Pure fun; readers and preschoolers will applaud both the silliness and practicalities presented.

NOT NOW, COW

Animal friends on the farm are ready to enjoy the pleasures of each new season—but Cow displays confusion over what is expected.

In a double-page spread before the title page, an excited Rooster crows, “SPRING IS ALMOST HERE!” Spring is announced immediately after the title page, and readers see Duck watering her newly emerged sprouts, Sheep flying a kite, and Goat enjoying the spring showers. Cow, however, appears dressed in mittens, a heavy scarf, and hat. “Oh Cow. Not now,” says Rooster. Summer arrives, and with it swimming, beach play, and ice cream cones, but Cow is ready with a sled, snow boots, and heavy sweater. And again Rooster tells her, “Oh Cow. Not now.” Amusing illustrations in bold colors reflect each season’s attributes while the succinct and simple rhyming text details the animals’ activities. The fall scenario shows orange and brown leaves falling with Horse raking, Chick munching on an apple, and Sheep carving a pumpkin: “Horse is ready. / Builds a pile. / Chick is ready. / Snacks awhile. // Sheep is ready. / Adds a smile.” But a parka-clad Cow is set on skiing. Rooster: “Oh, Cow. Just…wow.” When, in winter, Cow shows up in a bathing suit and flippers, her exasperated friends finally tell her, “We need to talk.” Readers might wonder whether Cow is just innocently clueless or expressing her individualism. Kids will nevertheless be eager to repeat the refrain, the predictable structure of the page turns and pacing expertly cuing them. (This book was reviewed digitally with 9-by-18-inch double-page spreads viewed at 61.9% of actual size.)

Pure fun; readers and preschoolers will applaud both the silliness and practicalities presented. (Picture book. 3-6)

Pub Date: April 6, 2021

ISBN: 978-1-4197-4629-1

Page Count: 32

Publisher: Abrams Appleseed

Review Posted Online: Feb. 9, 2021

Kirkus Reviews Issue: March 1, 2021

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Plotless and pointless, the book clearly exists only because its celebrity author wrote it.

YOUR BABY'S FIRST WORD WILL BE DADA

A succession of animal dads do their best to teach their young to say “Dada” in this picture-book vehicle for Fallon.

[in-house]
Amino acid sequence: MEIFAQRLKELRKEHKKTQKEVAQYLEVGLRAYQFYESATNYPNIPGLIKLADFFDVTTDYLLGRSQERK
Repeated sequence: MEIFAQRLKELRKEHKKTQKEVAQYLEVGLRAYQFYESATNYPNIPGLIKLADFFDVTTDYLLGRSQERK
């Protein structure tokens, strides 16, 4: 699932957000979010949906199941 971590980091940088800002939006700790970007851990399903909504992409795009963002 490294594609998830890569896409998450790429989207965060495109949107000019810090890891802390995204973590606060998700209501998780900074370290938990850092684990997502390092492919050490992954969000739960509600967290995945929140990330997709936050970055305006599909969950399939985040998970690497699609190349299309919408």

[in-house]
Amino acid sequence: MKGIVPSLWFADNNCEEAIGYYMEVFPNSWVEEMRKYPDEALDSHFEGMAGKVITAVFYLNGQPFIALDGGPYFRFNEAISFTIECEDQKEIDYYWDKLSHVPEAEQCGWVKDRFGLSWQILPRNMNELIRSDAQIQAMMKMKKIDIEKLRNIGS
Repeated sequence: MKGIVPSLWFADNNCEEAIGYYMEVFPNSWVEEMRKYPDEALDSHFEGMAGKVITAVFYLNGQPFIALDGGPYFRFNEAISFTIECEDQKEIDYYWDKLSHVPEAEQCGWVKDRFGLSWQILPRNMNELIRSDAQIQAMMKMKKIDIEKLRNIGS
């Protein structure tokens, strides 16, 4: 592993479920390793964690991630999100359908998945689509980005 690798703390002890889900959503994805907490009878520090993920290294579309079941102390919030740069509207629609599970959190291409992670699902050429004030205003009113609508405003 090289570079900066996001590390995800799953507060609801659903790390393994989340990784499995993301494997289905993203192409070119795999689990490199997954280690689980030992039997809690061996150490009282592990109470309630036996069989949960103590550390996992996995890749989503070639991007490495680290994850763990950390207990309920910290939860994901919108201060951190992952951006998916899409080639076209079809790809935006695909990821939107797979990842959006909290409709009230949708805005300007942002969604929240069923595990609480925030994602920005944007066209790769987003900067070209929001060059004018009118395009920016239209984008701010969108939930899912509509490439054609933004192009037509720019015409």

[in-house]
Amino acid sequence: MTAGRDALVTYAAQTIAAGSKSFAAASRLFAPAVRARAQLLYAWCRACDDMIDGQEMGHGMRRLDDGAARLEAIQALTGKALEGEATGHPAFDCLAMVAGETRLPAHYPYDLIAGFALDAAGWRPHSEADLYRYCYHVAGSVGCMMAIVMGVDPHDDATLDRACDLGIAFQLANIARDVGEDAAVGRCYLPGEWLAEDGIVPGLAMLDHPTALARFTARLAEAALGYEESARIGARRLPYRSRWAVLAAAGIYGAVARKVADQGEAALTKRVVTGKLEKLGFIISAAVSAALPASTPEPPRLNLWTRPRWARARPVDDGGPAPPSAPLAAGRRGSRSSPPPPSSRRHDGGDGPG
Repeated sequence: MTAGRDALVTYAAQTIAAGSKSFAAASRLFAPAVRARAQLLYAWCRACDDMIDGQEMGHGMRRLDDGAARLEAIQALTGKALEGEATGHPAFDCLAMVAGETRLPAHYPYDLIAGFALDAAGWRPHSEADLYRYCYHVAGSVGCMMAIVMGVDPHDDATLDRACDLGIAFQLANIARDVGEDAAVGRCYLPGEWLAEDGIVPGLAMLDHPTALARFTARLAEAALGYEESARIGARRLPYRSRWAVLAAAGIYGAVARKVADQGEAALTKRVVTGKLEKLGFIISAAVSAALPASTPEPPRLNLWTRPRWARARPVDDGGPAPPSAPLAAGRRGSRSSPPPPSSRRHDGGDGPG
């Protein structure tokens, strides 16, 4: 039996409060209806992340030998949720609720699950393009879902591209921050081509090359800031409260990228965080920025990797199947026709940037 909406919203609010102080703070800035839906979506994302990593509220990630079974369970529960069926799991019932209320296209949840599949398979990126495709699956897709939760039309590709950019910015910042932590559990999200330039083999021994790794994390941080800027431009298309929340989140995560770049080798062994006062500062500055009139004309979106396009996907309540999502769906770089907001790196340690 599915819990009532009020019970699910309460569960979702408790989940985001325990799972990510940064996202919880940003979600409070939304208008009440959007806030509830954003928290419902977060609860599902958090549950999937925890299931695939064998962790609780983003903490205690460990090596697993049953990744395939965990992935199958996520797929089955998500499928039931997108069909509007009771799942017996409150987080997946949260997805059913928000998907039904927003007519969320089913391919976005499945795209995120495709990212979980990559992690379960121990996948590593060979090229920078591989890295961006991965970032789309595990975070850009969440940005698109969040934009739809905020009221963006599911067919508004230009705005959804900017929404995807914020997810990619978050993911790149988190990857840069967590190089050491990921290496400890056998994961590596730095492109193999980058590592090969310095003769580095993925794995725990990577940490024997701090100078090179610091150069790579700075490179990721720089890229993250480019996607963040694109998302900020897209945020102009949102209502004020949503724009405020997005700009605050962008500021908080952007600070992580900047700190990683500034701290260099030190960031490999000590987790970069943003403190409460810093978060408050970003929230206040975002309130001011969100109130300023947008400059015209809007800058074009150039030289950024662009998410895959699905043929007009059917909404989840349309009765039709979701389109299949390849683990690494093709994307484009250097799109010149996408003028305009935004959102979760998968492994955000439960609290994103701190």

A grumpy bull says, “DADA!”; his calf moos back. A sad-looking ram insists, “DADA!”; his lamb baas back. A duck, a bee, a dog, a rabbit, a cat, a mouse, a donkey, a pig, a frog, a rooster, and a horse all fail similarly, spread by spread. A final two-spread sequence finds all of the animals arrayed across the pages, dads on the verso and children on the recto. All the text prior to this point has been either iterations of “Dada” or animal sounds in dialogue bubbles; here, narrative text states, “Now everybody get in line, let’s say it together one more time….” Upon the turn of the page, the animal dads gaze round-eyed as their young across the gutter all cry, “DADA!” (except the duckling, who says, “quack”). Ordóñez's illustrations have a bland, digital look, compositions hardly varying with the characters, although the pastel-colored backgrounds change. The punch line fails from a design standpoint, as the sudden, single-bubble chorus of “DADA” appears to be emanating from background features rather than the baby animals’ mouths (only some of which, on close inspection, appear to be open). It also fails to be funny.

Plotless and pointless, the book clearly exists only because its celebrity author wrote it. (Picture book. 3-5)

Pub Date: June 9, 2015

ISBN: 978-1-250-00934-0

Page Count: 32

Publisher: Feiwel & Friends

Review Posted Online: April 15, 2015

Kirkus Reviews Issue: May 1, 2015

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A sweet, tender and charming experience to read aloud or together.

HEY, DUCK!

A clueless duckling tries to make a new friend.

He is confused by this peculiar-looking duck, who has a long tail, doesn’t waddle and likes to be alone. No matter how explicitly the creature denies he is a duck and announces that he is a cat, the duckling refuses to acknowledge the facts.  When this creature expresses complete lack of interest in playing puddle stomp, the little ducking goes off and plays on his own. But the cat is not without remorse for rejecting an offered friendship. Of course it all ends happily, with the two new friends enjoying each other’s company. Bramsen employs brief sentences and the simplest of rhymes to tell this slight tale. The two heroes are meticulously drawn with endearing, expressive faces and body language, and their feathers and fur appear textured and touchable. Even the detailed tree bark and grass seem three-dimensional. There are single- and double-page spreads, panels surrounded by white space and circular and oval frames, all in a variety of eye-pleasing juxtapositions. While the initial appeal is solidly visual, young readers will get the gentle message that friendship is not something to take for granted but is to be embraced with open arms—or paws and webbed feet.

A sweet, tender and charming experience to read aloud or together. (Picture book. 3-6)

Pub Date: Jan. 22, 2013

ISBN: 978-0-375-86990-7

Page Count: 40

Publisher: Random House

Review Posted Online: Nov. 14, 2012

Kirkus Reviews Issue: Dec. 1, 2012

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